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Old 12-29-10, 09:23 AM   #6
Helper EcoRenovator
Join Date: Sep 2010
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I have run a 12V solar powered system in my boat since about 2004. My 28' sailboat is set up to be able to live at anchor with no power connection. There is a 30W solar panel, a charge controller and two deep discharge marine batteries, the type usually used for electric trolling motors.

With this small of a system, the key is efficiency, since it is usually cheaper to be efficient than to add battery and PV capacity. I have no fridge, no pressure water. I avoid using fans, but do have them on board. The most used lights such as anchor light and cabin reading light are LEDs.

The system powers cabin lights, navigation lights, navigation instruments (depth sounder and knot log), music, vhf communications, autopilot (a power hog), electric bilge pump (it never runs, replaced with a hand pump), charging of cell phones and portable radio, charging of a handheld vacuum cleaner, and a portable inverter used for hand power tools.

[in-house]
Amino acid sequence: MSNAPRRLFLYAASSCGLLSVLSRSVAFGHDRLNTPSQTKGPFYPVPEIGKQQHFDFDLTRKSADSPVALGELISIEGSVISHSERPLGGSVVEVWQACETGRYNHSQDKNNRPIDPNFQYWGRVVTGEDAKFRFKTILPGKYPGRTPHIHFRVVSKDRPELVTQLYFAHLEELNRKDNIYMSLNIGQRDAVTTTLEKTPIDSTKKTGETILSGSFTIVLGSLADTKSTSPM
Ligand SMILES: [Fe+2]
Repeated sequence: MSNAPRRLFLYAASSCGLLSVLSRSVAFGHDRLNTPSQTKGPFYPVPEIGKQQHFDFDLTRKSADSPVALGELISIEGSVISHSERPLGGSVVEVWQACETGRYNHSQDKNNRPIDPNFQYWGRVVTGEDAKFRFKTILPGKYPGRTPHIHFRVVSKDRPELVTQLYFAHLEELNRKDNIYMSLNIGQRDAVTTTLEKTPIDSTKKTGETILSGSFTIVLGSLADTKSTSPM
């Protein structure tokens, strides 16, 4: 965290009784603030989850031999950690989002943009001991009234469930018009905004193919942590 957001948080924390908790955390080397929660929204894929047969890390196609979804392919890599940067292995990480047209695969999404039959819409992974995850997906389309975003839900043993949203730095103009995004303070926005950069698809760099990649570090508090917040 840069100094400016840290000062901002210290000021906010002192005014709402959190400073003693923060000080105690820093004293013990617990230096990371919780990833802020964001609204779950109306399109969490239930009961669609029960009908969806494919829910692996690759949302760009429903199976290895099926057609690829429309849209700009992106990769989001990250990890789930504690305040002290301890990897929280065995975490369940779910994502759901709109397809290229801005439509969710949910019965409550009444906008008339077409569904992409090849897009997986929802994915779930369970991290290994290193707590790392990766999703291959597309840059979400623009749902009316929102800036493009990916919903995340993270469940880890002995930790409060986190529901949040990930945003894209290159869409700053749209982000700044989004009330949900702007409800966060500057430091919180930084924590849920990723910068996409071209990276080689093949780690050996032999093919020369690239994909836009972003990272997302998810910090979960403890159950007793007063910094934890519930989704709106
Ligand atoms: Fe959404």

30W of solar panels is quite low, usually sailboats will have more like 200W of PV panels. By avoiding heavy loads such as refrigeration and anything that produces heat or has an electric motor, you can keep your power needs very low.

I have this controller, which would allow me to increase PV capacity if needed.

SunSaver 10 amp solar charge controller with LVD

This cheaper controller would work on anything less than a 80W panel:

SunGuard 4.5 amp solar charge controller
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